Stephen F. Olford: Continual Sacrifice

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“Where, O death, is your victory? Where, O death, is your sting?” The sting of death is sin, and the power of sin is the law. But thanks be to God! He gives us the victory through our Lord Jesus Christ. Therefore, my dear brothers and sisters, stand firm. Let nothing move you. Always give yourselves fully to the work of the Lord, because you know that your labor in the Lord is not in vain. Now about the collection for the Lord’s people: Do what I told the Galatian churches to do. On the first day of every week, each one of you should set aside a sum of money in keeping with your income, saving it up, so that when I come no collections will have to be made. 1 Corinthians 15:55-16:2

“In the original Greek there is no break between what we call the fifteenth and sixteenth chapters. So Paul is virtually saying that a shared resurrection life in Christ is a serving life. The Lord Jesus gave Himself in death and resurrection, no in order to save us from sacrifice, but rather to teach us how to give ourselves and our substance in continual sacrifice. Thus, Paul finds no difficulty in moving from the theological heights of chapter 15 to the practical depths of chapter 16.

The occasion of this instruction in the grace of giving was a crisis in the church at Jerusalem. Because of persecution and opposition, many believers had suffered the despoiling of their goods and some even the loss of their lives. Paul felt it was his duty to provide financial assistance for such poverty-stricken saints in the mother church. Embedded in Paul’s admonition are principles that will abide for all time: giving to God with regularity, out of personal responsibility, and in reciprocity.”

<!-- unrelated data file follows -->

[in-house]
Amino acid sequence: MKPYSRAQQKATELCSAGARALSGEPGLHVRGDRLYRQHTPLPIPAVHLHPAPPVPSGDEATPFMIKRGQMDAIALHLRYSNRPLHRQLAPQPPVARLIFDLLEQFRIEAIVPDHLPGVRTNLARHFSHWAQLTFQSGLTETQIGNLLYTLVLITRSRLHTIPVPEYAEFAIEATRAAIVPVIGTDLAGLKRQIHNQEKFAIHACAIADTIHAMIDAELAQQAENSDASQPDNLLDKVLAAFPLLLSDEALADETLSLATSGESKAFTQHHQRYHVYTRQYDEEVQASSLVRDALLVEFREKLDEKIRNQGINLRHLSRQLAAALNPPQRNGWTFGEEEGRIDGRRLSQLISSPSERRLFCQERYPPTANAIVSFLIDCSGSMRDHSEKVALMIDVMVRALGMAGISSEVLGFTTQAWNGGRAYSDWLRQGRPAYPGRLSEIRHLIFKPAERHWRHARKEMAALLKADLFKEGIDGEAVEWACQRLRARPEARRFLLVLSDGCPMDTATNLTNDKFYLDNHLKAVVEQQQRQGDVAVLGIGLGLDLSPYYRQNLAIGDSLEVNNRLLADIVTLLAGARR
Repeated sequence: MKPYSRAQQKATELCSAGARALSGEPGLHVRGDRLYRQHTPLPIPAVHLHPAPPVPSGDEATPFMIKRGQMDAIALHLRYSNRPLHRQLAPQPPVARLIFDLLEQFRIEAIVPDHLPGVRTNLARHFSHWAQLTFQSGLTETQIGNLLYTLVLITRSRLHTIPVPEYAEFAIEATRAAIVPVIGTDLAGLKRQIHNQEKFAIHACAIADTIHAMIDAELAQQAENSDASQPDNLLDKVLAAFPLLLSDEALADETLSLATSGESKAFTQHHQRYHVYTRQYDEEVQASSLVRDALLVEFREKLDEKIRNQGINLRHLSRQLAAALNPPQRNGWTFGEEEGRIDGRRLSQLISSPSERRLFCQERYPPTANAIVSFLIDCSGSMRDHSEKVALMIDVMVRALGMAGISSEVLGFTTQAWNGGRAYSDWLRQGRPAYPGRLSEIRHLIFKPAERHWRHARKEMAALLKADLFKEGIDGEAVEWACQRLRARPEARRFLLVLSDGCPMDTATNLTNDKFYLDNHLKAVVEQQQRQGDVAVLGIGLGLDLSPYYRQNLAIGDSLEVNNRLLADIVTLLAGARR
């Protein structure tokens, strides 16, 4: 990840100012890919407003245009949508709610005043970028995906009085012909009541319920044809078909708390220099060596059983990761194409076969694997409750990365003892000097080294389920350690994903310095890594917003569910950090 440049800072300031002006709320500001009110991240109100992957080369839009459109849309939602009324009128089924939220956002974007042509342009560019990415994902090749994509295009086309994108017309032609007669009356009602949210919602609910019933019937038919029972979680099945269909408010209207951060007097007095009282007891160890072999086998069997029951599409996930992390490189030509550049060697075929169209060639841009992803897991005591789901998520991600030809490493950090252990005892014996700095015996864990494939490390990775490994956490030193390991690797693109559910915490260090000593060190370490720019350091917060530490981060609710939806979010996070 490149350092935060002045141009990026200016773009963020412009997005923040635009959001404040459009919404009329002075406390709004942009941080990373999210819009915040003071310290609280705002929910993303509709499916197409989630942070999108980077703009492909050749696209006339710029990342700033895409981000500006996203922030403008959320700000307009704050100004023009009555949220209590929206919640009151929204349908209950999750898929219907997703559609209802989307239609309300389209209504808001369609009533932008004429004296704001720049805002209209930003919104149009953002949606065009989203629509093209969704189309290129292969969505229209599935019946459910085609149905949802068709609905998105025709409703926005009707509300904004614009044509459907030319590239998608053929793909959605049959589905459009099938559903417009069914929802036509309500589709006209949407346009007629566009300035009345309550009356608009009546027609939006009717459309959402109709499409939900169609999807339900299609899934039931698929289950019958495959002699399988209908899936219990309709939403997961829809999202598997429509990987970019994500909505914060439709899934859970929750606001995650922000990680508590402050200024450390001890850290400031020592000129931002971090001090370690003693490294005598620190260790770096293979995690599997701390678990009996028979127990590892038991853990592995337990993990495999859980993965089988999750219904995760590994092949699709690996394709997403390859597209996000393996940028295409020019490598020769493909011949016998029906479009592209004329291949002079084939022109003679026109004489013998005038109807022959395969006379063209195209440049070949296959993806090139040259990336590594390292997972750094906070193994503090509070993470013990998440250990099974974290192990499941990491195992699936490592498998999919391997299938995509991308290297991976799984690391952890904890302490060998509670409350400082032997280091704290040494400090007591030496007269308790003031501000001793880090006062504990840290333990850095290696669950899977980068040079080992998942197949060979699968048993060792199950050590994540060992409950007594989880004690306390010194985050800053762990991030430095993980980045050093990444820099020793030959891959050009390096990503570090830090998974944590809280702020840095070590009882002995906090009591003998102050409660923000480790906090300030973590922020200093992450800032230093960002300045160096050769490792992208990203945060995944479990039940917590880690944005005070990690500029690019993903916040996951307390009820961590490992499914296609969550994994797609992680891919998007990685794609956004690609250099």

Stephen F. Olford in The Grace of Giving: A Biblical Study of Christian Stewardship , third edition (Grand Rapids: Kregel, 2000) 36-37. This book is another good one in the long bibliography of great books I share with my students.

Olford uses sketches the nature of our share resurrection life in Christ that is a serving life in which we give ourselves and substance in continual sacrifice. It contains three timeless principles, namely, that we give to God with regularity, out of personal responsibility, and in reciprocity.

These three principles build upon one another. To give with regularity might mean it comes out of our accounts automatically. We get paid on a cycle so we give on a cycle. The other two, however, seek to drive us much deeper.

To give out of personal responsibility is to embrace our role as stewards of substance. For example, if about 70% of people don’t have a spending plan to live within their means (commonly known as a budget), they are exhibiting recklessness and not personal responsibility.

This was our story when Jenni and I got married. Only 13 months into our young marriage, we were paying the bills and realized we only had something like $7.34 in the checking account. We had to call our behavior what it was: irresponsible. We repented, that is, changed directions.

Lastly, because so few have a spending plan, they certainly cannot be practicing reciprocity. Generosity in the New Testament is always measured according to our means. As we are blessed, we bless others. That’s God’s design, His economy.

Few grasp this deep level like the Korean brothers and sisters whom I am serving this weekend. The two main pastors at New Harvest Ministry are my former students, Edward Chun and Andrew Gu. It’s beautiful to see them raise up a congregation aimed at continual, generous, and sacrificial service.

What about you? Does your continual sacrifice reflect giving to God with regularity, out of personal responsibility, and in reciprocity? Or in theological terms, is the victorious resurrection life of Jesus Christ manifested in your service and generosity?